Developer Blowfish Studios clearly wears its inspirations on its bloodstained sleeves. It's modelled its create-'em-up first person shooter, Gunscape, to look and feel like the classic arena shooters of old, and it mostly succeeds. The low poly graphical style that so effectively evokes shooters such as Quake and DOOM isn't just a design choice, however; it also allows for creative types to make levels and campaigns with very few constraints, due to the simplistic nature of the assets. Indeed, we tested how big a sandbox you're given in which to create your very own map, and it's ludicrously large. It appears that the sky(box) is the limit.
Dedicated players will be able to make some seriously impressive levels within these generous parameters. The editor comes with hundreds of blocks, props, enemies, weapons, and backdrops – all cheekily themed after the FPS big guns. Creating your basic map is simply a case of laying down cubes, enemies, and pick-ups, and you can quite easily cobble together something functional in a matter of minutes. However, the editor can be quite a daunting prospect when you first load into it, with its vast library of items unlocked from the get-go, the ability to configure basic artificial intelligence behaviours, and more besides.
Luckily, Blowfish has included a handful of levels from which to draw inspiration. These levels are arranged into a campaign, with a very loose story tying them together, and they take you through all the themes to give you a good feel for what the game offers and how it plays. The action is very much like the twitchy, fast-paced bloodbaths of Quake Arena or Unreal Tournament. Like its visuals, Gunscape's gameplay harkens back to the influential 90s shooters that rocket launched the genre into the foreground. There's no ADS or regenerating health here; think more along the lines of doors and switches, launch pads, and teleporters, complete with graphical and weapon variety reminiscent of everything from Doom to Turok. Technically, the game holds up fairly well, maintaining 60 frames-per-second for the majority of the time. However, as with most noteworthy games created in Unity, frame rate dips do occur when there's too much going on. Obviously, some user-made levels are jam packed with bells and whistles, which peppers the action with stuttering.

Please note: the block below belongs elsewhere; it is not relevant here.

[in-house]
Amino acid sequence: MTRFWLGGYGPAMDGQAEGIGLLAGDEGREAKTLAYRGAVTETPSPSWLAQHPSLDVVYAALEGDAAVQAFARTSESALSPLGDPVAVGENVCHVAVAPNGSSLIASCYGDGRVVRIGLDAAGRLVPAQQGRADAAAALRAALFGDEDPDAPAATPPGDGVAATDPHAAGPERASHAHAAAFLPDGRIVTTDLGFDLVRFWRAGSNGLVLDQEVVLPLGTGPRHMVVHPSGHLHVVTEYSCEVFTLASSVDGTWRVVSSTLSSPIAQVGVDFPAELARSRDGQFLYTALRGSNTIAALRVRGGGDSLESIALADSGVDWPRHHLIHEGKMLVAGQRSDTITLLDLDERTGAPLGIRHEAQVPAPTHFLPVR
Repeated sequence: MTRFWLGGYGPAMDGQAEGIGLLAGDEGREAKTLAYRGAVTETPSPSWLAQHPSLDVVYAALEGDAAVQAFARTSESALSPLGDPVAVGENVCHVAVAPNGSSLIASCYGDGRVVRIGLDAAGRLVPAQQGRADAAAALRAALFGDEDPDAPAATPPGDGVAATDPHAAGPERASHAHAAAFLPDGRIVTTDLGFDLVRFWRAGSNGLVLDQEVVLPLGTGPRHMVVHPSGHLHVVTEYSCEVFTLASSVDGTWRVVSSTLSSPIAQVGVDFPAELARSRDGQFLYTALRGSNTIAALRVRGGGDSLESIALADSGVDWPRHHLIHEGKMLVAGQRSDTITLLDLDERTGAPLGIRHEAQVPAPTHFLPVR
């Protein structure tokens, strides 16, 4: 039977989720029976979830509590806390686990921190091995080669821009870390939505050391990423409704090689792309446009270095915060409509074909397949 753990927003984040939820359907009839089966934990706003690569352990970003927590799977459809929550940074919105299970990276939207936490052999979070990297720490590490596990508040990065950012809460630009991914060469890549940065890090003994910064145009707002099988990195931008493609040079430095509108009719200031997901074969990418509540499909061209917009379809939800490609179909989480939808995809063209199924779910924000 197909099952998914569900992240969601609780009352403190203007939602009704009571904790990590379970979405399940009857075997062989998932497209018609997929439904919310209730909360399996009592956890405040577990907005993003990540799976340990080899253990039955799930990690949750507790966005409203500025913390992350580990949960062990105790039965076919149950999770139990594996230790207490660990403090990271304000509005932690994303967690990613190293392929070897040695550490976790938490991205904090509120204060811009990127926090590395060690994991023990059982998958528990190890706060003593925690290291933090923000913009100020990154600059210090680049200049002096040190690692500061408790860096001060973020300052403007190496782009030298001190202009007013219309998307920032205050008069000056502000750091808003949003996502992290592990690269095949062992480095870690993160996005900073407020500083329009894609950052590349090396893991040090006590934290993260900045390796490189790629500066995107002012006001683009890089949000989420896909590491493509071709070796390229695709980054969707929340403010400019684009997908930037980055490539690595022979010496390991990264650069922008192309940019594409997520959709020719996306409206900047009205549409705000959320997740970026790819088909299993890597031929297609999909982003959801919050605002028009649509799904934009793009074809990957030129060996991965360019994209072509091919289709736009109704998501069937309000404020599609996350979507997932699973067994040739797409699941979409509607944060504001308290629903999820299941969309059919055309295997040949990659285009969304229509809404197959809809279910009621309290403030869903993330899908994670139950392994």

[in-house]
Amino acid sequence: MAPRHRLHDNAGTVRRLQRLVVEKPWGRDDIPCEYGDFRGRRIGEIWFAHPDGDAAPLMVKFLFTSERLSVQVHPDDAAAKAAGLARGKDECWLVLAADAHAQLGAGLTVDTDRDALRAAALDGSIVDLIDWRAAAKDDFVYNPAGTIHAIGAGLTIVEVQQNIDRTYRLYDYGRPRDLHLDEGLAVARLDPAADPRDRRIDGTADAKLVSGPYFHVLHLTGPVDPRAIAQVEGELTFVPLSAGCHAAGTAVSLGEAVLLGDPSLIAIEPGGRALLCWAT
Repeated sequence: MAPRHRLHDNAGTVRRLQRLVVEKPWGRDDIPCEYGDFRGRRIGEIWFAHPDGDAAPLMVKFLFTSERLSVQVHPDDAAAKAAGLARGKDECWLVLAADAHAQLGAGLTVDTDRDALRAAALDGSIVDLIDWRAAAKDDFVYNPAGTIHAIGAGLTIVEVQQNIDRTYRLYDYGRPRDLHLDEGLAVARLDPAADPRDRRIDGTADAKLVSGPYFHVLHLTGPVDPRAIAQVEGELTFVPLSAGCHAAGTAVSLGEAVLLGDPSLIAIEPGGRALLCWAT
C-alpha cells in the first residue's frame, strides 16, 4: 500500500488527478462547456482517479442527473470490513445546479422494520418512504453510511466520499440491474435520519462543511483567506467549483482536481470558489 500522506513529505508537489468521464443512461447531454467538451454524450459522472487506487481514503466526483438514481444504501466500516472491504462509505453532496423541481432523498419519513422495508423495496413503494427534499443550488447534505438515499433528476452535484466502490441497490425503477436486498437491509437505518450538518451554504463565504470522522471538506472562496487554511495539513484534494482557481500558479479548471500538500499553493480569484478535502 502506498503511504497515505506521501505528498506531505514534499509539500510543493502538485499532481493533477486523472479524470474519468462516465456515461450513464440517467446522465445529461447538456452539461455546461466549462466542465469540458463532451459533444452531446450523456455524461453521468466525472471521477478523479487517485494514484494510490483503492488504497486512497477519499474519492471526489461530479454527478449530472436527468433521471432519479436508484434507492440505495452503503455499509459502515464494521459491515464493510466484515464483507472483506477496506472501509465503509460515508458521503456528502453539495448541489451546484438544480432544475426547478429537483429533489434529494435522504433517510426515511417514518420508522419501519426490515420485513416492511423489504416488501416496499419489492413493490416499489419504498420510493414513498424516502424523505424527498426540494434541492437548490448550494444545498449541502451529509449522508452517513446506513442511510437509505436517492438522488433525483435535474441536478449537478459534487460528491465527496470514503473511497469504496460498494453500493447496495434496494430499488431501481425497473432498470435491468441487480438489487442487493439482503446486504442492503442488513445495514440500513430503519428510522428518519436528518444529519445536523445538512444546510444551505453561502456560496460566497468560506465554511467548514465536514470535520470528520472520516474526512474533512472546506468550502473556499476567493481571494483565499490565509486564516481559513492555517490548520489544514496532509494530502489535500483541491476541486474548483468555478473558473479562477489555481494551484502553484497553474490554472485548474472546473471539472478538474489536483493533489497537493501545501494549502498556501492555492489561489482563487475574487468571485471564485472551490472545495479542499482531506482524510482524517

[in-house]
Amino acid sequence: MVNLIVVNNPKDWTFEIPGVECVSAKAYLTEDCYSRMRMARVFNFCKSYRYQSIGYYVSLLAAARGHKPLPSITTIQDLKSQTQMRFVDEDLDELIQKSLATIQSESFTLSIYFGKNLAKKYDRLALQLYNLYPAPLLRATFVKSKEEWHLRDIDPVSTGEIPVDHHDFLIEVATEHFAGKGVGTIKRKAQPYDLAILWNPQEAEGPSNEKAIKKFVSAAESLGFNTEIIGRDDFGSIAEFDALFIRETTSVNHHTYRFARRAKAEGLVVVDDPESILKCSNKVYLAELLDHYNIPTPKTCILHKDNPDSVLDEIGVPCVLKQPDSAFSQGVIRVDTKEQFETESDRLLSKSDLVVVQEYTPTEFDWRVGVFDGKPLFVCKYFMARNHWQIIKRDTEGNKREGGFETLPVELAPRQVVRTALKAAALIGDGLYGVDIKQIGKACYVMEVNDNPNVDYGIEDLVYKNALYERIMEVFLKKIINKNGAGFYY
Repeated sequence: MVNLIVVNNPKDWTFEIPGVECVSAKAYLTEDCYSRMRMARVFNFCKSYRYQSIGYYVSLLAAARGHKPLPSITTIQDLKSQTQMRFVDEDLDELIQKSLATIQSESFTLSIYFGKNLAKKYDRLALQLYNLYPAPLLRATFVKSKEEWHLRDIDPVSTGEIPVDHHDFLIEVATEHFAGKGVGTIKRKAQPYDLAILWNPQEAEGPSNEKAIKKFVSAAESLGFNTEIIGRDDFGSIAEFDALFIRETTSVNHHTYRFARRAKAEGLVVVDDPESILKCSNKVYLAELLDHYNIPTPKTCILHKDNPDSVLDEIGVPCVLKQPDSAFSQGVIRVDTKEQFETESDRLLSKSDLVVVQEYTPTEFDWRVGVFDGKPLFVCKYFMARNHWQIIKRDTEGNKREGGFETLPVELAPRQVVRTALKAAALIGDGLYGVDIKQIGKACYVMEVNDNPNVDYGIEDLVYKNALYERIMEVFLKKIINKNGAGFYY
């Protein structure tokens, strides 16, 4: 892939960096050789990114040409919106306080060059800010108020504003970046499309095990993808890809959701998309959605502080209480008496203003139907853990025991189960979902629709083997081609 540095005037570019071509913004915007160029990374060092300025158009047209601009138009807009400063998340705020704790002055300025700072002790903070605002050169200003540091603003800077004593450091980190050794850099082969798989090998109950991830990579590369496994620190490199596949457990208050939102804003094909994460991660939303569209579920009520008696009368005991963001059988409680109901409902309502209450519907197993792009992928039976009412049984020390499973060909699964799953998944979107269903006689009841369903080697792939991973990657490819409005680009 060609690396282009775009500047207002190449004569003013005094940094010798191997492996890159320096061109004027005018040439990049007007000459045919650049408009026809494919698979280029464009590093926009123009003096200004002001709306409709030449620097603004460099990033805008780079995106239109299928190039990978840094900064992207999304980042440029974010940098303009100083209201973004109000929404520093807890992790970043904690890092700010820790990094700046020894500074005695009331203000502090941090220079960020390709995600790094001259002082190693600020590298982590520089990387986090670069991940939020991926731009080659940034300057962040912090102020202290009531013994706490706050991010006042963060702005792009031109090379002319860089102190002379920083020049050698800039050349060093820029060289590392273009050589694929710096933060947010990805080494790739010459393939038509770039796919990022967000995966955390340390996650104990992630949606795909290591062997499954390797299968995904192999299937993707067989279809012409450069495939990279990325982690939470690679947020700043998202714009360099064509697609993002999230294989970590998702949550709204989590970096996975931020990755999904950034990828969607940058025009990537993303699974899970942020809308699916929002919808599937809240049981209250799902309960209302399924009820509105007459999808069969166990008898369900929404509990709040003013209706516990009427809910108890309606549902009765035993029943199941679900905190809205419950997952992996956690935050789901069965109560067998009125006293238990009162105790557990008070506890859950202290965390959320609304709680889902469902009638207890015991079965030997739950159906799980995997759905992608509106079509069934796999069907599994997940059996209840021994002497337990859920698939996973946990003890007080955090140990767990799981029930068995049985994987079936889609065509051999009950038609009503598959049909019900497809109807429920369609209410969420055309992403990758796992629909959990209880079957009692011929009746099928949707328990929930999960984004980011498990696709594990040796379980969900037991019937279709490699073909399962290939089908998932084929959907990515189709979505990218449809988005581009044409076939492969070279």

In terms of how the actual gunplay feels, it's a little lacklustre. Weapons go from your standard pistols and shotguns, and quickly ascend into the over-the-top boomsticks that you might expect from Gunscape's touchstones – plasma rifles, flamethrowers, and several different types of RPG are available here. Some of these guns are very fun to use, but they lack punch, and the audio design isn't anything to write home about.
In fact, the presentation in general is lacking, with cluttered menus and a functional but hardly interesting user interface. What's more, the game is clearly designed first and foremost for PC, particularly in the level editor, where a cursor would come in very handy. Laying out levels can be a laborious task, and complex menus ensure that the impressive depth on offer in the editor will likely only be fully explored by a handful of dedicated fans. The rest of us probably won't have the patience to learn the intricacies and quirks of this mode, even in multiplayer – although creating and testing a map with a friend or two can be a lot of fun.
Multiplayer mayhem and collaborative creation are where the game comes alive. Find a decent battle arena, party up with some buddies, and you can have some hilarious online or split-screen fun in the various competitive modes. On the other end of the spectrum, teaming up with some like-minded folks will improve the creative process in much the same way as it did in LittleBigPlanet. The social aspects of Gunscape are what really elevate the game; were it not for the editor and multiplayer, it would have fallen flat. Simply put, if you have some chums to play with, there's a lot to like here.
A love letter to the noteworthy shooters of yesteryear, Gunscape combines old ideals and new ways to play, with mixed results. The level creator is extensive and brimming with potential, but the shooting itself feels detached, and the clunky presentation makes it harder to get into the creative side than it should be. However, once a community of players get to grips with the game's toolkit, there'll be plenty of maps to play, and there's still some fun to be had in multiplayer – if you can convince enough friends to buy it.